Crossmedia Election Monitoring
In 2016, researchers from Georgia Tech and the United Nations University Institute on Computing and Society (UNU-CS) joined other organizations in an initiative to aggregate and analyze online reports and respond to actionable incidents during the Ghanaian national election. We deployed Aggie, a software platform for crossmedia election monitoring, and collaborated to stand up a crossmedia tracking center (CMTC1) led by PenPlusBytes in Accra, Ghana.
While Ghana has a strong modern democratic tradition, there was still concern that voting irregularities or even violence could derail the presidential elections in 2016. In the words of one of our Ghanaian colleagues, “Ghana is seen as a beacon of democracy, and all [of the] eyes on us want to find out what is happening. Can we consolidate our democracy? Can we hold on to what we are known [for]?”
In Ghana, as elsewhere, election monitoring missions are deployed to evaluate the democratic qualities of elections. They encourage good behavior but do not directly respond to irregularities or violence. On election day, monitoring missions face their biggest task when thousands of polling stations open for voting. In many cases, hundreds of trained national and international observers are sent to a representative sample of polling stations. Research has shown that the presence of these observers does indeed reduce electoral irregularities in those stations from where they report. However, irregularities do not disappear, they often just move to where observers are not present2. In recent elections, however, technology has been used to monitor a larger number of stations. In our experiences, the rise of mobile technology and social communication platforms has allowed for greater coverage and faster responses compared to relying entirely on formally trained observers.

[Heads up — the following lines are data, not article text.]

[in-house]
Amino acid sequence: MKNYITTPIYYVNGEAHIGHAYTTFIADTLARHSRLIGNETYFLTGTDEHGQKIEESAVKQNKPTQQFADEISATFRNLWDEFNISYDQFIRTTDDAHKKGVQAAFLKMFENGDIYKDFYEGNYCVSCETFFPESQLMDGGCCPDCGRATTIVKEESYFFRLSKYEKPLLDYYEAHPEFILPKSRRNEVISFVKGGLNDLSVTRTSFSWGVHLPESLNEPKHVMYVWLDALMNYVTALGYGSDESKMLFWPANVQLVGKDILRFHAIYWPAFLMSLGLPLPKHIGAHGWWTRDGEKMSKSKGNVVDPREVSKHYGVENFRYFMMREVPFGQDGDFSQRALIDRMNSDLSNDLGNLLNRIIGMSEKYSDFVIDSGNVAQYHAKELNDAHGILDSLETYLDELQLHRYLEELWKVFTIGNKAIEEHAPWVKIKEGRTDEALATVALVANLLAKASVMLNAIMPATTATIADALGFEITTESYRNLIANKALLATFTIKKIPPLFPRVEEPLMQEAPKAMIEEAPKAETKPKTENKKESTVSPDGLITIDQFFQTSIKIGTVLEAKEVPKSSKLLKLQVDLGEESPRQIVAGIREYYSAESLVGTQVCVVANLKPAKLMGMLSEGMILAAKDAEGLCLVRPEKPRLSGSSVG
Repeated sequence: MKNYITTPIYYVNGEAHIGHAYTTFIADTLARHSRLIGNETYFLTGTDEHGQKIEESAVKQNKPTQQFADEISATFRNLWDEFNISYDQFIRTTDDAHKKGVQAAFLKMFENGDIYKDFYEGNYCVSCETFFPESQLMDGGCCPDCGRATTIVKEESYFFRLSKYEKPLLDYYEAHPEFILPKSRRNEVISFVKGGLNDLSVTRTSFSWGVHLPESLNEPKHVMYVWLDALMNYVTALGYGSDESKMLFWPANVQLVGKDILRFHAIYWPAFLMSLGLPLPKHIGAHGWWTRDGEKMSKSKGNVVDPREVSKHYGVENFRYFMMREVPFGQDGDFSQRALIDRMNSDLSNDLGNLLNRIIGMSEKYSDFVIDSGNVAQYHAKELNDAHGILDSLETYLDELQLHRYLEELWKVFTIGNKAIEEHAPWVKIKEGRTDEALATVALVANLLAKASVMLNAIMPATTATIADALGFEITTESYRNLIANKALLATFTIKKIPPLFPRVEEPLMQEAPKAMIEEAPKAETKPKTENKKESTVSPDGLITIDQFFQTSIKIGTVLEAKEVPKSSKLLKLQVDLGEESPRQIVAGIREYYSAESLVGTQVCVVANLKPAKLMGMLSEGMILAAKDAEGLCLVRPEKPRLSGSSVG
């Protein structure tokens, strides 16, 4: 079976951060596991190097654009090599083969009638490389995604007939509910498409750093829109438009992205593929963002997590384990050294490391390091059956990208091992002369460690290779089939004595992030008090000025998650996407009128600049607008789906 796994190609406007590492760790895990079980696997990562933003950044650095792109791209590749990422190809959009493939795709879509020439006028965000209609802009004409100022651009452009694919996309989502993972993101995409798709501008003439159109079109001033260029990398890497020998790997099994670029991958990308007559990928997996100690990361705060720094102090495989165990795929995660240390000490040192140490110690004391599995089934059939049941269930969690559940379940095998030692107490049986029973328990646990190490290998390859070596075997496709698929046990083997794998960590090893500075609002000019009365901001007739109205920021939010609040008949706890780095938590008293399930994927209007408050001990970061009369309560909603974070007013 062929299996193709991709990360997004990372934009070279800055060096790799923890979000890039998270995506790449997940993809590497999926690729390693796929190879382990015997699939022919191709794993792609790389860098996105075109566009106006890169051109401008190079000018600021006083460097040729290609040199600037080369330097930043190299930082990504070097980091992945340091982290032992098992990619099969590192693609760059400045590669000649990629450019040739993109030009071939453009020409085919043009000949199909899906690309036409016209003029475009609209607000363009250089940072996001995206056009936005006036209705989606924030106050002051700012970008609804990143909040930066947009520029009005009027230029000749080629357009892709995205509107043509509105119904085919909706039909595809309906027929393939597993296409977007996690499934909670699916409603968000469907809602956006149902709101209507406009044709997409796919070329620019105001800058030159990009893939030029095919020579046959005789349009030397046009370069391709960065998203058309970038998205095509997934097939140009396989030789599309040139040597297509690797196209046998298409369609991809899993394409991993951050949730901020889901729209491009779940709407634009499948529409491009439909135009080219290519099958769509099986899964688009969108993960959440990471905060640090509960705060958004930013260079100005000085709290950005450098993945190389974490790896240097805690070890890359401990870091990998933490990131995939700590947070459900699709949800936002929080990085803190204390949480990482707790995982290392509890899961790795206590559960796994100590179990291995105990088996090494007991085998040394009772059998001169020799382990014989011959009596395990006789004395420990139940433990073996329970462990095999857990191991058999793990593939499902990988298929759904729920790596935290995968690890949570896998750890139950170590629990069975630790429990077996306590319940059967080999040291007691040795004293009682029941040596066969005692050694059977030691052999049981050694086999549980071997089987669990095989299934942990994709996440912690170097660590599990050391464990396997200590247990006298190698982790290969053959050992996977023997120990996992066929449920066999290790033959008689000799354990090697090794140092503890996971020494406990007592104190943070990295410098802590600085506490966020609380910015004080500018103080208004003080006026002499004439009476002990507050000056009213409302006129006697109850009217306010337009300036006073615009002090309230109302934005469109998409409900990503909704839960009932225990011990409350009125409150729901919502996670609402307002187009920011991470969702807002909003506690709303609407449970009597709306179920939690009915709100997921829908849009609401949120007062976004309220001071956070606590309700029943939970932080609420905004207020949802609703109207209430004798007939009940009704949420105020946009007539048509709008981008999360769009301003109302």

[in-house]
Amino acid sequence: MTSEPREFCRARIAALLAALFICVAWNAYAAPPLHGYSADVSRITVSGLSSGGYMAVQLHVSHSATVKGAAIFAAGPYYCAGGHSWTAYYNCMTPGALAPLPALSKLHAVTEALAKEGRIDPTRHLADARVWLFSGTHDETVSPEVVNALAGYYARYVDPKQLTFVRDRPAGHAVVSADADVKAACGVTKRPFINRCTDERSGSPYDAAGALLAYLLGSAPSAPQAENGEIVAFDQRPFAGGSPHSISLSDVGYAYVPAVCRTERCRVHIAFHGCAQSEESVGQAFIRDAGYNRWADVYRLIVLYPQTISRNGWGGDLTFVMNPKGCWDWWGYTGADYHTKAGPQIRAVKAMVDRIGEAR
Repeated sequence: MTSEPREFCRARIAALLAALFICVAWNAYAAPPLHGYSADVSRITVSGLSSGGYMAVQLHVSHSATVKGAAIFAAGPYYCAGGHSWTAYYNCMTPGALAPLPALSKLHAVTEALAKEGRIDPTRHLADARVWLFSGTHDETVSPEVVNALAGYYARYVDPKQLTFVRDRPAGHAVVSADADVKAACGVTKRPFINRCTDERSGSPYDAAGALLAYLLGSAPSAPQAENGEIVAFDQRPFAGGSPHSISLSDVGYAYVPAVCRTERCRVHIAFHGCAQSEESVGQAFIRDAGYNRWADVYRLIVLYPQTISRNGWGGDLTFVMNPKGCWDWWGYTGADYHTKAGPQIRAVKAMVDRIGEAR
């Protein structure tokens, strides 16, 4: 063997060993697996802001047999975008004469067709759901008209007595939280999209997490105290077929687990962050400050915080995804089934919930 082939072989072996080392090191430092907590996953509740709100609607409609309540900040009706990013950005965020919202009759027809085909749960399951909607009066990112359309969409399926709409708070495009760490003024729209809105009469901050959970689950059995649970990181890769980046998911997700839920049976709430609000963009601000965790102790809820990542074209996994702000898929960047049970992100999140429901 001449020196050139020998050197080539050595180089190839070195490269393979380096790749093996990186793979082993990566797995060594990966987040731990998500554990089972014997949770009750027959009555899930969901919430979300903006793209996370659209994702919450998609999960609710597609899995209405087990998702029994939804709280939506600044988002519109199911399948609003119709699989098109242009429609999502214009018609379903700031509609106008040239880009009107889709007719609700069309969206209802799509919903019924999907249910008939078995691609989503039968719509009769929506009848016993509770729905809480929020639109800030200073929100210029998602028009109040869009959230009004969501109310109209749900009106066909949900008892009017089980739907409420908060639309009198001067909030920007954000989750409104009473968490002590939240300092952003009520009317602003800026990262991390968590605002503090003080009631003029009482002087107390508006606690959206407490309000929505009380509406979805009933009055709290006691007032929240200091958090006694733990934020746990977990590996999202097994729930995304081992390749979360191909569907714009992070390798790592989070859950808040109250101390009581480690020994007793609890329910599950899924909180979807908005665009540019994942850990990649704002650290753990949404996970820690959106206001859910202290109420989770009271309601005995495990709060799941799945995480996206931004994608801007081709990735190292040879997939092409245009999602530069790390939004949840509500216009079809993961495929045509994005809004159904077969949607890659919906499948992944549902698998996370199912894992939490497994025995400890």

Online communication platforms represent a broad range of technologies, from email and SMS to social media technologies like Facebook, Twitter and Instagram and instant messaging apps including WhatsApp and Wechat. Their usage has increased exponentially all across the world. Mobile internet technology is a key enabler for this wider reach, as the number of internet-enabled phones and the quality of data networks increases, while the cost of data plans often declines. This has allowed the 2.5 billion users of social media to communicate with their friends and even reach out to their government.
In the humanitarian field, these same communication platforms are being used in support of election monitoring, emergency and disaster response, and in other social and political contexts3. These initiatives have often relied on active crowdsourcing, in which organizations ask the public to contribute information directly to them through a receiver-targeting platform such as SMS or Twitter, or a purpose-built environment like Ushahidi4. They have also relied on passive crowdsourcing in which these organizations process information placed on digital platforms for communication purposes not specifically directed at the organization5. A handful of data collection platforms, like Aggie, can collect reports from both active and passive crowdsourcing, and allow CMTCs to analyze those reports for real-time triage and response.